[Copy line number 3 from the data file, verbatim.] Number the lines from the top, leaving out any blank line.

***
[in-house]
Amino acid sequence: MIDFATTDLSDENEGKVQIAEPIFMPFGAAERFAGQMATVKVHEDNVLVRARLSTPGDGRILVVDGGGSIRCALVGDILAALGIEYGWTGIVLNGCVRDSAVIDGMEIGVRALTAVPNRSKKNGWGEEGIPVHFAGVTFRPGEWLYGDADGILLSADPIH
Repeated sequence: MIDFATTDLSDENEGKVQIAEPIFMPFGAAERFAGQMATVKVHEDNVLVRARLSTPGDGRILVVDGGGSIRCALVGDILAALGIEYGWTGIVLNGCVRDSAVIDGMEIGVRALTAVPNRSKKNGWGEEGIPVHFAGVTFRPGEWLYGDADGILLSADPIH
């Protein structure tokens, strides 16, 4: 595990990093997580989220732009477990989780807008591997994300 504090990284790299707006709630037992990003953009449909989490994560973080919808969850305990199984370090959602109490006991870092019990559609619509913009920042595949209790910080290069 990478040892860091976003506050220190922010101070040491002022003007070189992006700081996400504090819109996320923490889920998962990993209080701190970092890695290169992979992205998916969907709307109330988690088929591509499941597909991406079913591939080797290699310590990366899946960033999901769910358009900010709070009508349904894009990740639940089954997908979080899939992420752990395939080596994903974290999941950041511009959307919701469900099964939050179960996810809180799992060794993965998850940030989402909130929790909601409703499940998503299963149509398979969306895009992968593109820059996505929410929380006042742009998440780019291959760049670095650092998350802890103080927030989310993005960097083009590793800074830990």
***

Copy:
Repeated sequence: MIDFATTDLSDENEGKVQIAEPIFMPFGAAERFAGQMATVKVHEDNVLVRARLSTPGDGRILVVDGGGSIRCALVGDILAALGIEYGWTGIVLNGCVRDSAVIDGMEIGVRALTAVPNRSKKNGWGEEGIPVHFAGVTFRPGEWLYGDADGILLSADPIH